- Bryan Peterson's Understanding Composition Field Guide
- Bryan Peterson's Understanding Photography Field Guide
- Understanding Flash Photography
- Composition: From Snapshots to Great Shots
- The Complete Photo Manual: 300+ Skills and Tips for Making Great Pictures
- Composition Photo Workshop
Autumn in Maine brings amazing foliage, but it's also a time when the spiders seem exceptionally busy constructing their intricate webs, and I love photographing them! Early morning is the best time to shoot these webs for several reasons. Because the webs are so light they will move easily in even the slightest breeze and mornings are usually the calmest time of the day. Morning dew adds jeweled orbs to the webs, and low light really makes the webs stand out.
I find webs everywhere in the fall, from fields to my garden, on fences, in trees, I have even found them on my mailbox and on the side view mirror of my truck! Before you start shooting, really examine the web. Look for the most interesting lines and patterns, and decide how much of the web you want to include in the frame. Look at what is reflected in the dew drops, an interesting reflection can really add to the shot.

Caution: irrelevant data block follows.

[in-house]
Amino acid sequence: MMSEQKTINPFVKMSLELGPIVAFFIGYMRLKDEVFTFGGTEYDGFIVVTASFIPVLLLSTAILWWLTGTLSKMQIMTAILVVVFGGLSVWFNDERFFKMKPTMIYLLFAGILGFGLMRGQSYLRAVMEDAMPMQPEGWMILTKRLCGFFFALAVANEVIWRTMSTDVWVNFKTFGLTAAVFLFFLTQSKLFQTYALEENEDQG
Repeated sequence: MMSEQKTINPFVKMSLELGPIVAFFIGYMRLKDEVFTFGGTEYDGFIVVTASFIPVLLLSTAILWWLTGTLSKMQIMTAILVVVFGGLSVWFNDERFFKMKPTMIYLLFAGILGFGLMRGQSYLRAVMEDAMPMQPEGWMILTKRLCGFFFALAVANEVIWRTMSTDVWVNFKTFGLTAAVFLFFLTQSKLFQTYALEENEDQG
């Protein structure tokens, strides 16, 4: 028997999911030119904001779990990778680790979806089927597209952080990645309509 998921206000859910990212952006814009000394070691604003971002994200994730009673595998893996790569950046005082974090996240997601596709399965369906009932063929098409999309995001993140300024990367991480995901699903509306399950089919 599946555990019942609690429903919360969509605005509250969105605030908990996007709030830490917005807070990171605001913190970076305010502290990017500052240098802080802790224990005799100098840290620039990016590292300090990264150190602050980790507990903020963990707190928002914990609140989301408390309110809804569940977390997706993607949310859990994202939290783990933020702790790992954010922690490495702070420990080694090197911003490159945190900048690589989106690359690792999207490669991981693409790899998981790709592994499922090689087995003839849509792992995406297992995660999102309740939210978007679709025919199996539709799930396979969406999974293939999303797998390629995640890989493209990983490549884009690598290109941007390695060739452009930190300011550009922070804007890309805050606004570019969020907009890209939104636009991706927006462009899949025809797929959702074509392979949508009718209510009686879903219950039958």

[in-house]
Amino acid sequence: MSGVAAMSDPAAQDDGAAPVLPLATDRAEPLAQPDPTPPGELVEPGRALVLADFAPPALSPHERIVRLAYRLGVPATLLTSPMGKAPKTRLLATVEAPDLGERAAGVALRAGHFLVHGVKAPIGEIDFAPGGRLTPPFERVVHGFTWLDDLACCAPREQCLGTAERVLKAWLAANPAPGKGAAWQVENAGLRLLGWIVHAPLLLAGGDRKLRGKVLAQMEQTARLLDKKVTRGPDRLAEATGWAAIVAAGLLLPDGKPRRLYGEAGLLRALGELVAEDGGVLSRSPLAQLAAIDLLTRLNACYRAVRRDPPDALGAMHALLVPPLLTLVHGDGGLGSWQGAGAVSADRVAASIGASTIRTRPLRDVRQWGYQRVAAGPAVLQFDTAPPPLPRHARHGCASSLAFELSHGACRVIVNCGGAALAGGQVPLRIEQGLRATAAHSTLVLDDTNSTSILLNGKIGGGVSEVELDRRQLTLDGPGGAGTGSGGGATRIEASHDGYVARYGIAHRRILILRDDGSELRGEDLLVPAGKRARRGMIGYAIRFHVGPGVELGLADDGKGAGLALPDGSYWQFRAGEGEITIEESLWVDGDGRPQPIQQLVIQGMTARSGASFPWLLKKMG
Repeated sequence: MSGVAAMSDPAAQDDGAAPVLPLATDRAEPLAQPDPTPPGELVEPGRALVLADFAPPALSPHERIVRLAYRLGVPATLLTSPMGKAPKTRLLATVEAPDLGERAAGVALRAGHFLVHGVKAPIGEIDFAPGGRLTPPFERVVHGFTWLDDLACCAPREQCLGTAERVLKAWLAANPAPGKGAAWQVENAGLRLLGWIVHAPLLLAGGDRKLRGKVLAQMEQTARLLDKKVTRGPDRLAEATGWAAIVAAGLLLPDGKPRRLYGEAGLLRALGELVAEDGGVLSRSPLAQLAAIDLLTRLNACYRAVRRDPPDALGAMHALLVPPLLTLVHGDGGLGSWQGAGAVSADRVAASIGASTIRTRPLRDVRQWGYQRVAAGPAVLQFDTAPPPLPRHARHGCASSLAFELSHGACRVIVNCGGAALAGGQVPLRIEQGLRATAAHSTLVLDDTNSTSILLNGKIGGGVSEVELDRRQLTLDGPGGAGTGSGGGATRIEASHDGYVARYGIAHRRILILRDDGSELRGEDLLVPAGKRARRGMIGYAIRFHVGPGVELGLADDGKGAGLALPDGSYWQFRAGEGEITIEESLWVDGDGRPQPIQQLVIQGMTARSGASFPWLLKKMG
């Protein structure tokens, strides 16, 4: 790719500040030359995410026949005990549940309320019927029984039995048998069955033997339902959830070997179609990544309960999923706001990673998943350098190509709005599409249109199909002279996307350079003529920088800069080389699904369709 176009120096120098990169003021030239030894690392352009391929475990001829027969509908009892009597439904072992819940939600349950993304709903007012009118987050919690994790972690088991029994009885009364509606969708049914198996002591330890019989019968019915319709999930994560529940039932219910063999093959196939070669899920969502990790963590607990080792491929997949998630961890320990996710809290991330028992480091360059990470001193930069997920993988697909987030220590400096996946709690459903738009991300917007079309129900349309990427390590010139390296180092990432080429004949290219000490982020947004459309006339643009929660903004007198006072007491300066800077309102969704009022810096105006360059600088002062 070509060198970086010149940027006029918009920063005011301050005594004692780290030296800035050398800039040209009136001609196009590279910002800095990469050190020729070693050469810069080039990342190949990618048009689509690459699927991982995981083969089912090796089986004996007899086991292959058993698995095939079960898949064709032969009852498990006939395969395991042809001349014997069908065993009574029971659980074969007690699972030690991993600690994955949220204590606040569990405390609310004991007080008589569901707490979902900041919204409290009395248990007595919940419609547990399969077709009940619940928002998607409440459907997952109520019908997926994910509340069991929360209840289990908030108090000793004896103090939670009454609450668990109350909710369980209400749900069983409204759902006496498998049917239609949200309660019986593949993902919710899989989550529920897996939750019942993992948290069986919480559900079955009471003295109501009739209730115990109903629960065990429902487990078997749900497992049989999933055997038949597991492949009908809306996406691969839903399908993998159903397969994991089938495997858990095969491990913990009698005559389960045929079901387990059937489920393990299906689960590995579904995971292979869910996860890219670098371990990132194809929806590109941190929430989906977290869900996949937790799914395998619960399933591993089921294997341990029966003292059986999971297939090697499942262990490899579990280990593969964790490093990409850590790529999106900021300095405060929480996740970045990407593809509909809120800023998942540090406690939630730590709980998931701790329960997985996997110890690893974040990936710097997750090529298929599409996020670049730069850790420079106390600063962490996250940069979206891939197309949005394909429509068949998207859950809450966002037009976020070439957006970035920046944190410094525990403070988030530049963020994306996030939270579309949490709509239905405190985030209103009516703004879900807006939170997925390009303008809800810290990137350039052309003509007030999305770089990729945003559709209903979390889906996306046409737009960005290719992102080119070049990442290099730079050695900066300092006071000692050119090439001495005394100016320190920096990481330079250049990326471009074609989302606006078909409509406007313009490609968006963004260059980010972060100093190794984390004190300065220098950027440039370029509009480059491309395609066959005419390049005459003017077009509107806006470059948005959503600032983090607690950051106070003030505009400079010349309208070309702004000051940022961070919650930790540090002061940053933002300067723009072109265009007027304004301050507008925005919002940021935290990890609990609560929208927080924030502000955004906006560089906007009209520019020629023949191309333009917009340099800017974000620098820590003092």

Look at the way light hits the web from different angles and check for distractions in the background too. A plain background will make the web stand out. If you can't find an angle that eliminates the distracting elements, consider replacing the background, as I did here simply placing a blue jacket behind the web.
A red vehicle at a distance beyond this web created a great background.
For the sharpest results, use your tripod, you don't want any camera movement blur and I always use manual focus for my web images. Choose an aperture that blurs the background, yet gives you enough detail in the web. Sometimes I choose a large aperture and focus on just a small part of the web, sometimes I stop down quite a bit for greater depth of field, depending on background simplicity and the look I am going for. Experiment, work your subject with a variety of apertures.
If the spider is still in the web, you can include it if you want, but remember that the image will become more about the spider than the web pattern if you do.